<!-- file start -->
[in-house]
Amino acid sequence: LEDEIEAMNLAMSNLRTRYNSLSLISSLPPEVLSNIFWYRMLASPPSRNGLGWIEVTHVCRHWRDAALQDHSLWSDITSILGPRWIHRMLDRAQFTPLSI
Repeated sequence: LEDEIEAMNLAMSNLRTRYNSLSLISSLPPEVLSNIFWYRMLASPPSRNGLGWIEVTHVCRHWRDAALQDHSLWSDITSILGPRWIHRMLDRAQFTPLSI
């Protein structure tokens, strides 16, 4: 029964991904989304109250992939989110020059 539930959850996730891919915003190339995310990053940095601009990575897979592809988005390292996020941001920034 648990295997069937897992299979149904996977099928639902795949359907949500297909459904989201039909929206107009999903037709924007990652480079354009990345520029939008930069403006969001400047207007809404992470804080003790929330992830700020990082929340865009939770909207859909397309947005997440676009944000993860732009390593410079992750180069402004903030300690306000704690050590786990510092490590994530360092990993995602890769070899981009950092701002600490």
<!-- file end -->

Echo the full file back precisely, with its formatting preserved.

[in-house]
Amino acid sequence: LEDEIEAMNLAMSNLRTRYNSLSLISSLPPEVLSNIFWYRMLASPPSRNGLGWIEVTHVCRHWRDAALQDHSLWSDITSILGPRWIHRMLDRAQFTPLSI
Repeated sequence: LEDEIEAMNLAMSNLRTRYNSLSLISSLPPEVLSNIFWYRMLASPPSRNGLGWIEVTHVCRHWRDAALQDHSLWSDITSILGPRWIHRMLDRAQFTPLSI
């Protein structure tokens, strides 16, 4: 029964991904989304109250992939989110020059 539930959850996730891919915003190339995310990053940095601009990575897979592809988005390292996020941001920034 648990295997069937897992299979149904996977099928639902795949359907949500297909459904989201039909929206107009999903037709924007990652480079354009990345520029939008930069403006969001400047207007809404992470804080003790929330992830700020990082929340865009939770909207859909397309947005997440676009944000993860732009390593410079992750180069402004903030300690306000704690050590786990510092490590994530360092990993995602890769070899981009950092701002600490």